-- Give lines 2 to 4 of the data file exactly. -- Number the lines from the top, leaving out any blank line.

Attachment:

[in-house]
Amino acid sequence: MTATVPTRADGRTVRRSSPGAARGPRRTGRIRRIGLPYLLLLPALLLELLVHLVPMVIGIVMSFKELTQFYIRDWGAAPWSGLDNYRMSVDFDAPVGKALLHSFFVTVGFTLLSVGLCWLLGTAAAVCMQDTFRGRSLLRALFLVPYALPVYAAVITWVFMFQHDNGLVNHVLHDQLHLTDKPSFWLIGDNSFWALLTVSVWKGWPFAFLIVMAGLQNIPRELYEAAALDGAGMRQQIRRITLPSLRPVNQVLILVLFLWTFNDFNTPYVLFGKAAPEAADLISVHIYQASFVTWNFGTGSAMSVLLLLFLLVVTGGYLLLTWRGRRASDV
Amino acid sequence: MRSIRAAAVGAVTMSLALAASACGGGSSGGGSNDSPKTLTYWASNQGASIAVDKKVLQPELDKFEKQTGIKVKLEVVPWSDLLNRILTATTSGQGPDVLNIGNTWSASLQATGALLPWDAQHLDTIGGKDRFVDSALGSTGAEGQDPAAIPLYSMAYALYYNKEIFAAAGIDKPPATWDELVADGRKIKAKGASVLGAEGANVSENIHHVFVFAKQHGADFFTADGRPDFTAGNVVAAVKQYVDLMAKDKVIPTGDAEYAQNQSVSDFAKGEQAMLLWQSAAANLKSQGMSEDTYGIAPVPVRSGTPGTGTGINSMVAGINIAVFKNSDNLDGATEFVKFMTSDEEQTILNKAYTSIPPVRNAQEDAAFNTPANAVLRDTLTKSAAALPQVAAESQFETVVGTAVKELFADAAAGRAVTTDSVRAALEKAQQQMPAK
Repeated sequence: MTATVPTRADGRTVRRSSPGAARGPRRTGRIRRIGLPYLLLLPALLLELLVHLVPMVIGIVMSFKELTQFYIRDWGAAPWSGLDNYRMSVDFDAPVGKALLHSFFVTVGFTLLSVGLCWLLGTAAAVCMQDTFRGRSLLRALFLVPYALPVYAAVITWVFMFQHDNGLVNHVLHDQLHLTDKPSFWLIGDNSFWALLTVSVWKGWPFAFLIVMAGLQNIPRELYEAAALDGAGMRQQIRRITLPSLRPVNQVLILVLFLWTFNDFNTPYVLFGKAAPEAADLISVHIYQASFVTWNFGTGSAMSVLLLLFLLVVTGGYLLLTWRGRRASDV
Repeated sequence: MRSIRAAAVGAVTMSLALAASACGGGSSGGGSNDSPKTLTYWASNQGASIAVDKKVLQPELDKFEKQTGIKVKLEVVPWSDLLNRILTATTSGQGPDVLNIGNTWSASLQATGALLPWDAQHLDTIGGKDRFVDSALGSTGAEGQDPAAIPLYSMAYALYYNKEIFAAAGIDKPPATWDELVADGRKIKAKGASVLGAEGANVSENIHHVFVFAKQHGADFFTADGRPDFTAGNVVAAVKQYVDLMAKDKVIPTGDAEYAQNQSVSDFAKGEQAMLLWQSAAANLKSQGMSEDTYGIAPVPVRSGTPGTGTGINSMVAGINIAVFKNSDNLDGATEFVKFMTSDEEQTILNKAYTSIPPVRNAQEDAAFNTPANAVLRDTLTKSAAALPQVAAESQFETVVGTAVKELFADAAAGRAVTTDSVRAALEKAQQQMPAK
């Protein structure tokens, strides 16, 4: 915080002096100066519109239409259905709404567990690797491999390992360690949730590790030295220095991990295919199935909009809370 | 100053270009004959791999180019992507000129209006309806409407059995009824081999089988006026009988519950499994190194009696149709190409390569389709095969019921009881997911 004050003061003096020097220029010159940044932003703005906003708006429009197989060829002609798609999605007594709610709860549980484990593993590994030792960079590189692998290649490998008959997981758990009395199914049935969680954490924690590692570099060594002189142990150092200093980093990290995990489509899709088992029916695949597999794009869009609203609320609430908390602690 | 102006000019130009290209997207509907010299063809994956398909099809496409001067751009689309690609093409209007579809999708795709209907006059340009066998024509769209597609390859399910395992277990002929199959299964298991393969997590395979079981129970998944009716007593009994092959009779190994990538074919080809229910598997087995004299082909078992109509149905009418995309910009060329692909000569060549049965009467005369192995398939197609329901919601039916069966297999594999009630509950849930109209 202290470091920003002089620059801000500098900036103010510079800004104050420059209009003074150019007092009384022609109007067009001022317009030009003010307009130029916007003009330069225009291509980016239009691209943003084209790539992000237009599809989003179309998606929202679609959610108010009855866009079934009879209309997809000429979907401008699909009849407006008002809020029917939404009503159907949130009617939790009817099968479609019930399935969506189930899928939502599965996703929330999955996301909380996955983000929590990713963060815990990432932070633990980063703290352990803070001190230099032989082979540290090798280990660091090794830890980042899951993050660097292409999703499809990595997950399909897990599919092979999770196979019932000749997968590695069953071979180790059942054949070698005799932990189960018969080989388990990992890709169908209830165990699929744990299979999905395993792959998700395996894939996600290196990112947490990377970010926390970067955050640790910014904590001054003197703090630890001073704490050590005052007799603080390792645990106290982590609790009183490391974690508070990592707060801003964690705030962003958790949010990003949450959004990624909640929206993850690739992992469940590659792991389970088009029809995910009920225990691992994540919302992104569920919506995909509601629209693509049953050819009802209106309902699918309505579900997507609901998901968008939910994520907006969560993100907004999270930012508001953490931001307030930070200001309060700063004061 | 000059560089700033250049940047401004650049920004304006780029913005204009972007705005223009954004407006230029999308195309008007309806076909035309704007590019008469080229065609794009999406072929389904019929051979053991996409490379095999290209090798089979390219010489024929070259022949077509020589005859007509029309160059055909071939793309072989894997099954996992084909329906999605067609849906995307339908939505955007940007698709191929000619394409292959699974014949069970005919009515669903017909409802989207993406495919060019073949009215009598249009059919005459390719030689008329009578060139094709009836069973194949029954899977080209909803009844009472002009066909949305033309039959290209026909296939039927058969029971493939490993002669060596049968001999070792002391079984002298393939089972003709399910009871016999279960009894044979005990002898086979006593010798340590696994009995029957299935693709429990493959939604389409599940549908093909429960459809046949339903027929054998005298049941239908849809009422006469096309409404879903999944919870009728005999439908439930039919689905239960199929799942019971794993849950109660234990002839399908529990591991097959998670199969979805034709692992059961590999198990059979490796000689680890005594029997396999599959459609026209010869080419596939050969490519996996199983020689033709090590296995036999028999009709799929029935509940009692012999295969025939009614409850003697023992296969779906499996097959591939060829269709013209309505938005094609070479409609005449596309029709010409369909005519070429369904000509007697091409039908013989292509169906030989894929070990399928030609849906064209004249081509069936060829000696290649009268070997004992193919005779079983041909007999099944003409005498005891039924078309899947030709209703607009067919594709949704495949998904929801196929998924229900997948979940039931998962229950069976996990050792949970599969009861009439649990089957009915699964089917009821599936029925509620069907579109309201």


Amino acid sequence: MTATVPTRADGRTVRRSSPGAARGPRRTGRIRRIGLPYLLLLPALLLELLVHLVPMVIGIVMSFKELTQFYIRDWGAAPWSGLDNYRMSVDFDAPVGKALLHSFFVTVGFTLLSVGLCWLLGTAAAVCMQDTFRGRSLLRALFLVPYALPVYAAVITWVFMFQHDNGLVNHVLHDQLHLTDKPSFWLIGDNSFWALLTVSVWKGWPFAFLIVMAGLQNIPRELYEAAALDGAGMRQQIRRITLPSLRPVNQVLILVLFLWTFNDFNTPYVLFGKAAPEAADLISVHIYQASFVTWNFGTGSAMSVLLLLFLLVVTGGYLLLTWRGRRASDV
Amino acid sequence: MRSIRAAAVGAVTMSLALAASACGGGSSGGGSNDSPKTLTYWASNQGASIAVDKKVLQPELDKFEKQTGIKVKLEVVPWSDLLNRILTATTSGQGPDVLNIGNTWSASLQATGALLPWDAQHLDTIGGKDRFVDSALGSTGAEGQDPAAIPLYSMAYALYYNKEIFAAAGIDKPPATWDELVADGRKIKAKGASVLGAEGANVSENIHHVFVFAKQHGADFFTADGRPDFTAGNVVAAVKQYVDLMAKDKVIPTGDAEYAQNQSVSDFAKGEQAMLLWQSAAANLKSQGMSEDTYGIAPVPVRSGTPGTGTGINSMVAGINIAVFKNSDNLDGATEFVKFMTSDEEQTILNKAYTSIPPVRNAQEDAAFNTPANAVLRDTLTKSAAALPQVAAESQFETVVGTAVKELFADAAAGRAVTTDSVRAALEKAQQQMPAK
Repeated sequence: MTATVPTRADGRTVRRSSPGAARGPRRTGRIRRIGLPYLLLLPALLLELLVHLVPMVIGIVMSFKELTQFYIRDWGAAPWSGLDNYRMSVDFDAPVGKALLHSFFVTVGFTLLSVGLCWLLGTAAAVCMQDTFRGRSLLRALFLVPYALPVYAAVITWVFMFQHDNGLVNHVLHDQLHLTDKPSFWLIGDNSFWALLTVSVWKGWPFAFLIVMAGLQNIPRELYEAAALDGAGMRQQIRRITLPSLRPVNQVLILVLFLWTFNDFNTPYVLFGKAAPEAADLISVHIYQASFVTWNFGTGSAMSVLLLLFLLVVTGGYLLLTWRGRRASDV